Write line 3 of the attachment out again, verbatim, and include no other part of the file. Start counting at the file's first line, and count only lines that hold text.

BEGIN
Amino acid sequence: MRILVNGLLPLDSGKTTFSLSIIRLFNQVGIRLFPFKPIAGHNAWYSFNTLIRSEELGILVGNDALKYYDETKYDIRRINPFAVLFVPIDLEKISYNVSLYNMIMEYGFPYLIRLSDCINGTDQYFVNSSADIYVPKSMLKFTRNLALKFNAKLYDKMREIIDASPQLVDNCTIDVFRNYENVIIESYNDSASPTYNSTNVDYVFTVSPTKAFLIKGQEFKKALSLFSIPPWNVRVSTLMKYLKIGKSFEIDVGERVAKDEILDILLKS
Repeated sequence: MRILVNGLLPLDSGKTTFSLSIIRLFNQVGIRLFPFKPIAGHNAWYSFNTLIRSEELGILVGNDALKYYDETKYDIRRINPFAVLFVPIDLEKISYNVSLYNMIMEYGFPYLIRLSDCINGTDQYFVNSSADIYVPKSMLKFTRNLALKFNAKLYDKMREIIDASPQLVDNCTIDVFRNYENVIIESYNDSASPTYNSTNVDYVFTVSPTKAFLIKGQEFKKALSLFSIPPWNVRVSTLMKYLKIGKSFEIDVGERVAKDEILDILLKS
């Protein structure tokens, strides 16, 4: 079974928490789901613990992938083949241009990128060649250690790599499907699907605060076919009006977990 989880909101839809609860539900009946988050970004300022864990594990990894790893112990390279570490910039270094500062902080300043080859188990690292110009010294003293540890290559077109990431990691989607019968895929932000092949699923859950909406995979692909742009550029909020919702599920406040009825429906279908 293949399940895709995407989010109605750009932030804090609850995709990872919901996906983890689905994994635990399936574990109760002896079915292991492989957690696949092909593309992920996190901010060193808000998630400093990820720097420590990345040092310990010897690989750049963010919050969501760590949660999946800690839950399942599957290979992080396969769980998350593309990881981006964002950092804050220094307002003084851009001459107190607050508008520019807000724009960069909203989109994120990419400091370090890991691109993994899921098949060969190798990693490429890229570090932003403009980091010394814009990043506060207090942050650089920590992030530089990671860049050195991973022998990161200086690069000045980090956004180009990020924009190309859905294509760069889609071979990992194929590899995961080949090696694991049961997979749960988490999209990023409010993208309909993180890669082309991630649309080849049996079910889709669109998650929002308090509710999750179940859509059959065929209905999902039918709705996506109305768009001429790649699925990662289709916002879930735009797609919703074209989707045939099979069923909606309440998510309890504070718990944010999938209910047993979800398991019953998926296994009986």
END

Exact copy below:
């Protein structure tokens, strides 16, 4: 079974928490789901613990992938083949241009990128060649250690790599499907699907605060076919009006977990 989880909101839809609860539900009946988050970004300022864990594990990894790893112990390279570490910039270094500062902080300043080859188990690292110009010294003293540890290559077109990431990691989607019968895929932000092949699923859950909406995979692909742009550029909020919702599920406040009825429906279908 293949399940895709995407989010109605750009932030804090609850995709990872919901996906983890689905994994635990399936574990109760002896079915292991492989957690696949092909593309992920996190901010060193808000998630400093990820720097420590990345040092310990010897690989750049963010919050969501760590949660999946800690839950399942599957290979992080396969769980998350593309990881981006964002950092804050220094307002003084851009001459107190607050508008520019807000724009960069909203989109994120990419400091370090890991691109993994899921098949060969190798990693490429890229570090932003403009980091010394814009990043506060207090942050650089920590992030530089990671860049050195991973022998990161200086690069000045980090956004180009990020924009190309859905294509760069889609071979990992194929590899995961080949090696694991049961997979749960988490999209990023409010993208309909993180890669082309991630649309080849049996079910889709669109998650929002308090509710999750179940859509059959065929209905999902039918709705996506109305768009001429790649699925990662289709916002879930735009797609919703074209989707045939099979069923909606309440998510309890504070718990944010999938209910047993979800398991019953998926296994009986």